The Scream, 1893
The Scream is the best known and most frequently reproduced of all Edvard Munch’s motifs. With its expressive colours, its flowing lines and striking overall effect, its appeal is universal.
Despite radical simplification, the landscape in the picture is recognisable as the Kristiania Fjord seen from Ekeberg, with a broad view over the fjord, the town and the hills beyond. In the background to the left, at the end of the path with the balustrade that cuts diagonally across the picture, we see two strolling figures, often regarded as two friends whom Munch mentions in notes relating to the picture. But the figure in the foreground is the first to capture the viewer’s attention. Its hands are held to its head and its mouth is wide open in a silent scream, which is amplified by the undulating movement running through the surrounding landscape. The figure is ambiguous and it is hard to say whether it is a man or a woman, young or old – or even if it is human at all.
The great scream in nature
As with many of Munch’s pictures, it is assumed that here as well his starting point was private feelings and experience. His diaries contain several remarks that seem to form a background to this depiction of existential angst, among them the following: “I was walking along the road with two friends – Then the sun went down – The sky suddenly turned to blood and I felt a great scream in nature –”.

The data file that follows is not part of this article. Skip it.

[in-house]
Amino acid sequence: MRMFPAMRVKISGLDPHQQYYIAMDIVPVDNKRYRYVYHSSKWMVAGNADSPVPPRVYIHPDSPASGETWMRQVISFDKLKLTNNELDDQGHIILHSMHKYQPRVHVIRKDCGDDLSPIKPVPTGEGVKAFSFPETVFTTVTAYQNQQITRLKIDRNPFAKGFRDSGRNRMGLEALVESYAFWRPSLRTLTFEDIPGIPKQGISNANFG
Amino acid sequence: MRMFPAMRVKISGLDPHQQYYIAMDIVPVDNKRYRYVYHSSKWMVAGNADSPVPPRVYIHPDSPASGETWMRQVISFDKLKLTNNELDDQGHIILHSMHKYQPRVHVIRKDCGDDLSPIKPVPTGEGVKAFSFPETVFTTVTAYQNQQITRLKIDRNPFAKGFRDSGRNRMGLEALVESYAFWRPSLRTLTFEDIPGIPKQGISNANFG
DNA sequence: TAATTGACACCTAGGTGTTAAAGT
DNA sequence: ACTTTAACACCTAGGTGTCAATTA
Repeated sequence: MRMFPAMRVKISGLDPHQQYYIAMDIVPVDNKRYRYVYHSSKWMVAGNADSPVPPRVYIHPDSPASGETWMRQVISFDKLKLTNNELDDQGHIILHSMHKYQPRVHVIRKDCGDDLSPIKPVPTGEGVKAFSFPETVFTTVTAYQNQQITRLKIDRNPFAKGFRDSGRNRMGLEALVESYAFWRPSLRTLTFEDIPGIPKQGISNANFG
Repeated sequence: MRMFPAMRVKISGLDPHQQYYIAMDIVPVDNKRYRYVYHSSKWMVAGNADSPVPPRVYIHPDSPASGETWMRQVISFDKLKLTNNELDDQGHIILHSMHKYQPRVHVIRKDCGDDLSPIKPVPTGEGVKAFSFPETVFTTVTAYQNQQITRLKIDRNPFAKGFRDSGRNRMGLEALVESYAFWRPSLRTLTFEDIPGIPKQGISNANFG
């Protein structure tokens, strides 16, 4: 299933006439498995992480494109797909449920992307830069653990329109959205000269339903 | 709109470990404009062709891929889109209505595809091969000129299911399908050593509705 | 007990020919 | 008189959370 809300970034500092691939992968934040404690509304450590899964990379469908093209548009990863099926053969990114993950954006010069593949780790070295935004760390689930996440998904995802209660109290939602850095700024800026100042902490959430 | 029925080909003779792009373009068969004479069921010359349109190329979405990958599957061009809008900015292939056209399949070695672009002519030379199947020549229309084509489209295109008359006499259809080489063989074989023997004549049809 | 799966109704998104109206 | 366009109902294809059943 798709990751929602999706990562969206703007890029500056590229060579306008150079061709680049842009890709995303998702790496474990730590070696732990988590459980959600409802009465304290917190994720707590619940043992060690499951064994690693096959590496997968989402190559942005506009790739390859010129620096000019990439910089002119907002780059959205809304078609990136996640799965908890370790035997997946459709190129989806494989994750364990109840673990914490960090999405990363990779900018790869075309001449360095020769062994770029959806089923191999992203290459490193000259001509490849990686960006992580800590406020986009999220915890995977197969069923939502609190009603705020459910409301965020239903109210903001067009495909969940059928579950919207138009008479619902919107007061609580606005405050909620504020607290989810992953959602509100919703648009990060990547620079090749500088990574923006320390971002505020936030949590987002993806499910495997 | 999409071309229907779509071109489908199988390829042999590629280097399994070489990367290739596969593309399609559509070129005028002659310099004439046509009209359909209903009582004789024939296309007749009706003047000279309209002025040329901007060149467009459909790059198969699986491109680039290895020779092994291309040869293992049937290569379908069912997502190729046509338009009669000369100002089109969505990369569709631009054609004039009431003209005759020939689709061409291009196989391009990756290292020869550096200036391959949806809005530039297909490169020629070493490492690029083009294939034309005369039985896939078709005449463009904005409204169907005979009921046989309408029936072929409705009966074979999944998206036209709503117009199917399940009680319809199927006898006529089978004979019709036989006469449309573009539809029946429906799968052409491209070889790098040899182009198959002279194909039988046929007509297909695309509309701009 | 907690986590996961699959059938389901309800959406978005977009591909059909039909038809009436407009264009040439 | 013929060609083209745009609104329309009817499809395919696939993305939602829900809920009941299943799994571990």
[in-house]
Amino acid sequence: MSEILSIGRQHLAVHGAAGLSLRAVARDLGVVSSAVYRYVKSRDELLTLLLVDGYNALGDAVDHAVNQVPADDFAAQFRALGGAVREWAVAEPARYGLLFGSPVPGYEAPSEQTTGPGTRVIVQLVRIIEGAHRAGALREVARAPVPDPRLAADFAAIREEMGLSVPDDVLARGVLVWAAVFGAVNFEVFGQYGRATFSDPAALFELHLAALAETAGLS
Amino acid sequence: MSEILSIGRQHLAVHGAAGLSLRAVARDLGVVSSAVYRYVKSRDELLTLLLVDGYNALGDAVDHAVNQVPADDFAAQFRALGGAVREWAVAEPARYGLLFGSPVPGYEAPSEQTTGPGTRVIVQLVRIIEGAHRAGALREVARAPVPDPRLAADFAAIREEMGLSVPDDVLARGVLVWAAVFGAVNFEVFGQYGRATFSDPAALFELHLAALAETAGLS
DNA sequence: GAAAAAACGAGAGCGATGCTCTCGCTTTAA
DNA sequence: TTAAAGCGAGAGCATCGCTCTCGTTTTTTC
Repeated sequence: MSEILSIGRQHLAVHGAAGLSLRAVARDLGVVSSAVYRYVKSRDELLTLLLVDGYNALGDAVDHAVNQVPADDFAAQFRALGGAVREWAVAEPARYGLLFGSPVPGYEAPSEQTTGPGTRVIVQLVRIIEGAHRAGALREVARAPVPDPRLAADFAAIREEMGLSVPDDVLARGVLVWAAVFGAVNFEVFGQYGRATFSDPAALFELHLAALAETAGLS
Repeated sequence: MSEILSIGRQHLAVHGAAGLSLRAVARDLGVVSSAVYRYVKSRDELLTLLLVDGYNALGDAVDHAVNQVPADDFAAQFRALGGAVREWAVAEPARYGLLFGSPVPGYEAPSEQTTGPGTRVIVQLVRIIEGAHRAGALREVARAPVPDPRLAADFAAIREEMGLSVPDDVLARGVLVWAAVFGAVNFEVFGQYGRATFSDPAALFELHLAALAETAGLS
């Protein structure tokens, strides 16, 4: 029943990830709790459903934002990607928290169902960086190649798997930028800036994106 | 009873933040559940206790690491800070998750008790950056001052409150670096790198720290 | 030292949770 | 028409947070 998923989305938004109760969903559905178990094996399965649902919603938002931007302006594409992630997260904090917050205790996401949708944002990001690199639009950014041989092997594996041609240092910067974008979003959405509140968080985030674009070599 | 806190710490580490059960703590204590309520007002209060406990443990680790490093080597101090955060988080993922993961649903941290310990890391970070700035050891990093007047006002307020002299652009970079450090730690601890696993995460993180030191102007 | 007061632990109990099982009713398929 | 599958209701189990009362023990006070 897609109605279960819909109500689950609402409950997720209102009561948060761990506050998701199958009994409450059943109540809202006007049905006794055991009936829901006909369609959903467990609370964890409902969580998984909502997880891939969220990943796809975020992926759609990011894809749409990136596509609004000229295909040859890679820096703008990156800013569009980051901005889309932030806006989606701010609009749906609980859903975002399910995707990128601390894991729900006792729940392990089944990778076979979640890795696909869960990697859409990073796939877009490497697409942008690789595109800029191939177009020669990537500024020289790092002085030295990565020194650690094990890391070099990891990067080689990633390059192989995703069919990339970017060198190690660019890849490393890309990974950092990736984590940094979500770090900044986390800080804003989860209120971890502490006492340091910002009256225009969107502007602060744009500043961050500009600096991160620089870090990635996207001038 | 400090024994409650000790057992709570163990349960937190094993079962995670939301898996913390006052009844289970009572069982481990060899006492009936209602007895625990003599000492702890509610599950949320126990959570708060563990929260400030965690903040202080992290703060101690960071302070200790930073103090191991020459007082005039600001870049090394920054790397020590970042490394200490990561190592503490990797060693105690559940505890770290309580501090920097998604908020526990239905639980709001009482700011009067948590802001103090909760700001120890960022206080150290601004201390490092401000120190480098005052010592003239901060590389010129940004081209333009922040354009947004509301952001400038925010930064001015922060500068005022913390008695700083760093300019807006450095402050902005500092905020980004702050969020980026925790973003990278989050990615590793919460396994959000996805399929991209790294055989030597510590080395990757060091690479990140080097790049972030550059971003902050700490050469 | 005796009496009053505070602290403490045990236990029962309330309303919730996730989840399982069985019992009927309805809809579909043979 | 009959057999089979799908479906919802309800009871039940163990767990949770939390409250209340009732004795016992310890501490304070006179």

The Frieze of Life
The Scream was first exhibited at Munch’s solo exhibition in Berlin in 1893. It was a central element in “The Frieze of Life”, and has been the theme of probing analysis and many suggested interpretations. The painting also exists in a later version, which is in the possession of the Munch Museum. In addition Munch worked with the motif in drawings, pastels and prints.
The National Museum’s picture was donated to the museum by Olaf Schou in 1910.